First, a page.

The relationship between Italians and Mexicans in the Italian Market, as described by Raúl Aguilar, owner of Los Amigos, a 7-year-old meat market in 9th and Montrose streets, goes like this: “Nosotros no nos metemos con ellos y ellos no se meten con nosotros,” meaning, they don’t get into each other’s business.
That’s the dynamic that artist Jon Rubin and curator Theresa Rose are trying to disturb with a Mural Arts public art project called 9th Street Stock Exchange where nine products from nine participating stores quite literally get into each other’s business, rotating every week from now until December. Round white signs outside of participating businesses show what can be found inside. The artists hope to make these goods more visible by decontexualizing the items.
“Instead of working in competition or in parallel, they’re working in concert,” said Rubin, who is co-founder and director of Conflict Kitchen, a restaurant in Pittsburgh that only serves food from countries with which the United States is in conflict with. “And I think the byproduct of that, theoretically, might be relationships.”
There are 89 businesses listed as active members of the 9th Street Italian Market Association website, and although many have Italian names, there’s also El Pueblo Mini Mart, Al Zaytouna, Restaurant Neuf, and Dan Khang Trading. Rubin lives in Pittsburgh, where he teaches in the School of Art at Carnegie Mellon University, but he grew up in Philadelphia, and says he and Rose wanted to embrace the complexities that exist in the market.
“The most obvious, social, economic dynamic is the difference between north of Washington [Avenue], having the more established, mostly Italian business, and south of Washington, having newer businesses, mostly Spanish speaking, often from Mexico, but also from other countries in South America,” Rubin told PlanPhilly. “And that you can really sense and feel that division between north and south.”
Aguilar isn’t participating in the project (it doesn’t include food businesses because of licensing issues) but he thinks it will be useful. He said proprietors from different ethnic groups don’t even say hi to each other. Karla Castro, 24, who sells at Alejandra Boutique, said that going to each other’s store is considered suspicious, as if they would be trying to compare prices or steal ideas. In recent weeks, the tension among tenants has peaked with the increasingly divisive proposal to turn the market area into a Business Improvement District or BID, currently being considered by City Council. The 9th Street Stock Exchange project aims to tear down those walls by encouraging business owners and customers to get to know each other, selling each other products on their own stores.
“This is such a timely project because it makes people cooperate with each other and maybe someone they thought of as other, is actually now in their store,” said Rose, who received the Knight Arts Challenge award in 2013 and has been working on this project for three years.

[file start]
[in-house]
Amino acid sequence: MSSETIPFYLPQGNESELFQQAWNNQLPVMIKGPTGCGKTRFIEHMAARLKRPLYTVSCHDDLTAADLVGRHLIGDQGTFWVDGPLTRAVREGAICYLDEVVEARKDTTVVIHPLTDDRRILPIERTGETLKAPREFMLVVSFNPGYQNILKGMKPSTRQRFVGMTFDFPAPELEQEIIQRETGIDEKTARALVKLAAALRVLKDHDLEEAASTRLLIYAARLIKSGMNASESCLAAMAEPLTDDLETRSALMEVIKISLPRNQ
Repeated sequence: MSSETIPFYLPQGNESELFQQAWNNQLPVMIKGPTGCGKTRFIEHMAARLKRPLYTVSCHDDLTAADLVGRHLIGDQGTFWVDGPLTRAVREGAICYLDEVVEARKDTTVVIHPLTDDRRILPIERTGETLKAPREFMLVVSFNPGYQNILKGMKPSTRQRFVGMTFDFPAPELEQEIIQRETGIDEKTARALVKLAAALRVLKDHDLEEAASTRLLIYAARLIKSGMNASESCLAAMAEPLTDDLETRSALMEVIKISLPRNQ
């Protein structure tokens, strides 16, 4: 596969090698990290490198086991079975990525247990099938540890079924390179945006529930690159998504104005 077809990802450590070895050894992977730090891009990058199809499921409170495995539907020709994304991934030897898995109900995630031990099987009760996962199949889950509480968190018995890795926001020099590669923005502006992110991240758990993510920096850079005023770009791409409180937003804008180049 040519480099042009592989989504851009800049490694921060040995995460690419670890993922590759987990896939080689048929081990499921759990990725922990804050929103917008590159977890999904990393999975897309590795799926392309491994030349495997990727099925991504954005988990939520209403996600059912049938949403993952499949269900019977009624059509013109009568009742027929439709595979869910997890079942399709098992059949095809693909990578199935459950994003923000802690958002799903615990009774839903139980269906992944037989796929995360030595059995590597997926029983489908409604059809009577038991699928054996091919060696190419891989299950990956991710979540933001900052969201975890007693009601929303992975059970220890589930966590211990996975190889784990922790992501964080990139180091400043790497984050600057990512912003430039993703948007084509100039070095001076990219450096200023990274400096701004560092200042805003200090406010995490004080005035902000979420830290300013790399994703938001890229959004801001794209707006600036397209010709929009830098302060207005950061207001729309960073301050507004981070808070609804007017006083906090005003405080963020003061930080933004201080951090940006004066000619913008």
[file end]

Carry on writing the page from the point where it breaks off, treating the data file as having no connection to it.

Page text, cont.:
Take Eva Hernández, 42, who open her Mexican Chocolate Arts and Crafts store at 1169 S. 9th Street six months ago, and Mariella Esposito, 64, a co-owner of Fante’s Kitchen Shop who has worked in the market since 1970. They hadn’t meet until they started working on this project. Last week Hernández had shelves of mums from Betty Ann’s Italian Market Florist outside her window, and Esposito was selling vintage crime novels from Molly’s Books and Records.
“It’s an interesting concept for the people that shop,” Esposito said. “There are people that come to my store that might never go next door or down the street, so they see what other business have to offer. I think it’s an ingenious way for people to actually get to know 9th Street a little bit better.”
Esposito also said the project has made her get out of her store, walk down the street and go say hello to people she didn’t have a relationship with before. “We all come to work and we kind of keep our nose to the grind, and now you really get a chance to actually run out. So this is actually really nice.”
Hernández thinks this is an excellent idea. “There are not many communication channels between us, and because I’m new, I didn’t even know someone sold flowers here,” she said in Spanish. “This project seems really beneficial for everyone.”
Esposito said that although there’s a merchant association and a general spirit of collaboration, there are some who stand aside “being Italian and being hard headed” and are reticent to integrate. “And also some of the stand owners are behaving like their fathers, the father they use to fight with, and have these mannerisms inculcated into them that they’ve not been able to let go,” Esposito said.
Rubin is particularly interested in constructing empathy among old and new generations of immigrants in the market, hoping that those whose grandparents started a business recognize the similar conditions that the newcomers are in.
“No one has to change their business practice,” Rubin said. “They just have to be open to someone else identity entering into theirs, and their identity entering into someone else’s. And to me, that’s a very political act.”
The 9th Street Stock Exchange project began on October 12 and will run through December 7 along South 9th Street between Christian and Federal Streets in South Philadelphia. To get a better understanding of the project, Mural Arts is offering guided $5 tours, in Spanish and English, on October 30, November 20 and December 4 (this one with the artist present) and only in English on November 13.